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300 Axminster workers laid off
Three-quarters of the workforce at historic carpets firm Axminster have been made redundant after the company entered administration.
The Devon-based company, which dates back 250 years, blamed a sharp increase in raw material prices and the UK's continuing economic difficulties for the decision to go into administration.
Restructuring firm Duff & Phelps, which has been appointed to run the firm, said it will continue the company's search for a buyer but said it had been necessary to make around 300 staff redundant.
It will keep just 100 staff after deciding to downscale the company's carpet manufacturing operations at Axminster and Buckfast. It will also end yarn production but two factory outlet stores will remain open.
The company, which warned last month that it would go into administration, is one of the world's largest makers of Axminster, Wilton and Tufted carpet.
It is one of Devon's biggest employers and its plight prompted more than 6,000 people to sign a petition calling for it to be saved. Carpet making in the Devon town dates back to 1755 but the present company was founded in 1937. The original Axminster carpet was laid in Brighton Pavilion as well as bought by King George III and Queen Charlotte. Axminster's products are now found in a number of Britain's stately homes.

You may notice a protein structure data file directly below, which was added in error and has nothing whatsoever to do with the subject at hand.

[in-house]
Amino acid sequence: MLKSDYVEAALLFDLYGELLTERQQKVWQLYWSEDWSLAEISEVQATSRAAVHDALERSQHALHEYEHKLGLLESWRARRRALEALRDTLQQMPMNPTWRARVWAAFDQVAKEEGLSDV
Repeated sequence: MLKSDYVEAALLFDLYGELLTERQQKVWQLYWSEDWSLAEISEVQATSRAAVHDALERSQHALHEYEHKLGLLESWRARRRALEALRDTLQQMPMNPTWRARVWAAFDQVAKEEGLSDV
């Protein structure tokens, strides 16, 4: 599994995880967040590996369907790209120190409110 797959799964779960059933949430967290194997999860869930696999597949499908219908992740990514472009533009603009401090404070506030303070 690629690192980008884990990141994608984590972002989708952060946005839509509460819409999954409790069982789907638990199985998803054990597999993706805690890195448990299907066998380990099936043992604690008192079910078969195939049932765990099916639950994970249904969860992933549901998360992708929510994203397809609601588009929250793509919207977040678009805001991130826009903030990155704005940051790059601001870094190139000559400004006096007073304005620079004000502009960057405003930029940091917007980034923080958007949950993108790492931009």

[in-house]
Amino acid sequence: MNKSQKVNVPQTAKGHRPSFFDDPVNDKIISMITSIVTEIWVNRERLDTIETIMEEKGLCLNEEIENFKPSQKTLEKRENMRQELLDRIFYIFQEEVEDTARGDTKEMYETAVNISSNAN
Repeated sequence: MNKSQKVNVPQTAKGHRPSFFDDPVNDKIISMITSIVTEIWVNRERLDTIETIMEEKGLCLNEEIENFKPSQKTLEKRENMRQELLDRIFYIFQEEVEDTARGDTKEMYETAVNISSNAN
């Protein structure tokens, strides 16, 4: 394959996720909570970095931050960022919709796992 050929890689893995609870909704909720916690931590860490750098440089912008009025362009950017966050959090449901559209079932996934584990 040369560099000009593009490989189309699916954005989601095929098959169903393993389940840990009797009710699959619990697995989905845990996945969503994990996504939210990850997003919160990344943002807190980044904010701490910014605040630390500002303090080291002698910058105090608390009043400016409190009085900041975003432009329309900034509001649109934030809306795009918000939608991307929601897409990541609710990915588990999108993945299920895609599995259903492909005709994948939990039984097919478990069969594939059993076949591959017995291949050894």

Director Joshua Dutfield said: "Trading has been difficult and although it saddens the board to make the decision to enter administration it could not be avoided. The management have been working with key suppliers, creditors and lenders to resolve the company's financial difficulties and whilst the last few weeks have been stressful, the company managed to pay the wages yesterday.
"We are now committed to working with the administrators to assess all viable options for the future of the business and achieve the best possible outcome for all concerned and most importantly the staff."
The private equity firm Carlyle, which owns the Axminster carpet manufacturer Brintons, has been linked to a possible deal for the company.
Duff & Phelps administrator Benjamin Wiles said: "We recognise the importance of the business to the local community and will be seeking to work closely with management and all key stakeholders to restructure the business where possible, including the possibility of selling all or part of the business." The company will attempt to fulfil existing orders while its main suppliers have offered their continued support for the business.